To use filters, we need to know at least two things: thread size and various rings. Look at your lens and you will see a female thread in the inner surface of the lens tube as indicated below. This is the thread for you to mount filters, lens converters and other accessories.
The thread size of a lens is the diameter of this opening. Here are some useful information:
|950/990/995/4500 on camera lens||28mm|
|WC-E24 Wide Angle Converter||48mm|
|WC-E63 Wide Angle Converter||72mm|
|TC-E2 Tele Converter||62mm|
|TC-E3ED Tele Converter||72mm|
Hence, when you buy filters for your 950/990/995/4500, you might first consider filters with thread size 28mm. The following shows a 28mm filter mounted on the on-camera lens. It fits perfectly.
Unfortunately, filters with a thread size of 28mm are not very popular. It is likely that you could only find UV, polarizers, and a number of ND (neutral density) filters. Most commonly used filters start with 37mm thread size. What if the filter you want to use does not have 28mm thread size? Should this happen, you will need step-up rings.
There are three types of "rings": step-up, step-down, and macro coupler that are also referred to as reverse rings. Except for macro couplers, the step-up and step-down rings have one end (with male thread) to be mounted on the camera lens and the other end (with female thread) is used for accepting filters, another ring or other accessories. A ring has two size markings in millimeter such as 28mm-37mm, 49mm-52mm, 77mm-72mm and so on. The first number is the size of the thread that is closer to the camera lens (i.e., the male thread), while the second is the size of the thread of the farther end (i.e., the female thread). Therefore, a step-up ring with marking 43mm-49mm means the male and female thread sizes are 43mm and 49mm, respectively. Similarly, a step-down ring with marking 77mm-72mm means the male and female thread sizes are 77mm and 72mm, respectively.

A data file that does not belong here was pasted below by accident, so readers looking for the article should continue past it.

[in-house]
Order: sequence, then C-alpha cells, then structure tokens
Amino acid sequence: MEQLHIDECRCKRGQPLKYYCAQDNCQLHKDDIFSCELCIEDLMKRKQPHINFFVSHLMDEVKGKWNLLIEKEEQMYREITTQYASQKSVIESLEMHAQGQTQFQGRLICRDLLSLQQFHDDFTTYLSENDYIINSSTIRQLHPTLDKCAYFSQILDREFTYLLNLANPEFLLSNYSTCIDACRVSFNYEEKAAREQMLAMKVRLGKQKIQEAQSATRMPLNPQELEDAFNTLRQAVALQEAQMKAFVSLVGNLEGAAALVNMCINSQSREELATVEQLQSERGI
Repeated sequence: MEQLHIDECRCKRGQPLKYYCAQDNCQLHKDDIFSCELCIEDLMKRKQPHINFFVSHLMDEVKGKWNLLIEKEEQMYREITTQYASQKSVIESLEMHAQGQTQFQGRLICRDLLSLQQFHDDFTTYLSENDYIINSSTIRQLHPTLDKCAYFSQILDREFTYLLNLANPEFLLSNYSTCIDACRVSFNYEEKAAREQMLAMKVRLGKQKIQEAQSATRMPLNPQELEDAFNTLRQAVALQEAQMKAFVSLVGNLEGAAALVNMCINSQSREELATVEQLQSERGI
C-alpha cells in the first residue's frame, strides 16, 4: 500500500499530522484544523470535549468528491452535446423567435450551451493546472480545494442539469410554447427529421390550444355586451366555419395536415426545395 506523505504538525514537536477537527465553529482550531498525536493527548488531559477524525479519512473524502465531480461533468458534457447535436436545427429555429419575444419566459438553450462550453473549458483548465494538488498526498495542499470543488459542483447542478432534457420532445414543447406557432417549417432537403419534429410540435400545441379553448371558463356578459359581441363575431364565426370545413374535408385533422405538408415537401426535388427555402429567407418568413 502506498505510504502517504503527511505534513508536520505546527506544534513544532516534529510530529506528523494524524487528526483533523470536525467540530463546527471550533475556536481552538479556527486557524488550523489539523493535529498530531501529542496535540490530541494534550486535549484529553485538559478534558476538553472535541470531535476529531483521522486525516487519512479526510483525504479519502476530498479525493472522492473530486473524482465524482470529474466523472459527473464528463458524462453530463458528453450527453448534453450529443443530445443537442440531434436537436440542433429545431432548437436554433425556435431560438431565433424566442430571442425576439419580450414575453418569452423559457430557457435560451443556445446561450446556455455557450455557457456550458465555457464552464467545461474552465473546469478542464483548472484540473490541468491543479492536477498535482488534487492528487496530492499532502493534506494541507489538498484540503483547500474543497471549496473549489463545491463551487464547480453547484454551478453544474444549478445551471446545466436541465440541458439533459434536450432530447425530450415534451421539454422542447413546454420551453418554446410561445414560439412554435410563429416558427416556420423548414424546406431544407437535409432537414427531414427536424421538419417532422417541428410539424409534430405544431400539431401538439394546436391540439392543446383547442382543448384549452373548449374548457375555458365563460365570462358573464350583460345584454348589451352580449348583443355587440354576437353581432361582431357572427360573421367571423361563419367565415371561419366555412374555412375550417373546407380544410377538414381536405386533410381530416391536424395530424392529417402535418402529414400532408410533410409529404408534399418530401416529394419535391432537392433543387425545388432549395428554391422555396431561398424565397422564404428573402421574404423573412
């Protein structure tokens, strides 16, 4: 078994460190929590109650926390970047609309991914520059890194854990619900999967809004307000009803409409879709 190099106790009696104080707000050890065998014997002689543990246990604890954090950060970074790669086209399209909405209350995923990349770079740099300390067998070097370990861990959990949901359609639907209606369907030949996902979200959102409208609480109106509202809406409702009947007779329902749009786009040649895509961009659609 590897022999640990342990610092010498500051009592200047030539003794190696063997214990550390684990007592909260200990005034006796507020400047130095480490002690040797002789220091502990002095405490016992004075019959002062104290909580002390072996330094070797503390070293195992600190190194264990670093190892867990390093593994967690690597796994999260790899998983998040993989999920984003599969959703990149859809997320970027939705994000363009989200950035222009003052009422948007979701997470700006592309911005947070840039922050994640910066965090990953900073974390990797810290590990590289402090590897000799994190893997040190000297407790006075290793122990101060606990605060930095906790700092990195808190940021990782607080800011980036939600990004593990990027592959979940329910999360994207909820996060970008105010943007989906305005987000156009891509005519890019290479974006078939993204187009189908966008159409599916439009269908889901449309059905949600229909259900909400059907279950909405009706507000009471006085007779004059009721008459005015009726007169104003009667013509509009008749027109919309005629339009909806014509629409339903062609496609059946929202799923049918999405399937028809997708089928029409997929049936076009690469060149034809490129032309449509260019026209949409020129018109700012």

The first number of a step-up ring is smaller than the second number. Therefore, after mounting a step-up ring, the available (female) thread is larger than the original. The left image below shows three step-up rings: 28mm-37mm, 37mm-49mm and 43mm-49mm. The most commonly used size (among Coolpix users) is the 28mm-37mm that increases the thread size from 28mm (the size of the on-camera lens) to 37mm. Once the thread size is 37mm, many types of filters are available. For example, suppose you have a 37mm enhancing filter and wish to use it on your 950/990/995/4500. What you need is a 28mm-37mm step-up ring. Mount this ring on the on-camera lens and mount the 37mm enhancing filter on this ring as shown in the right image below.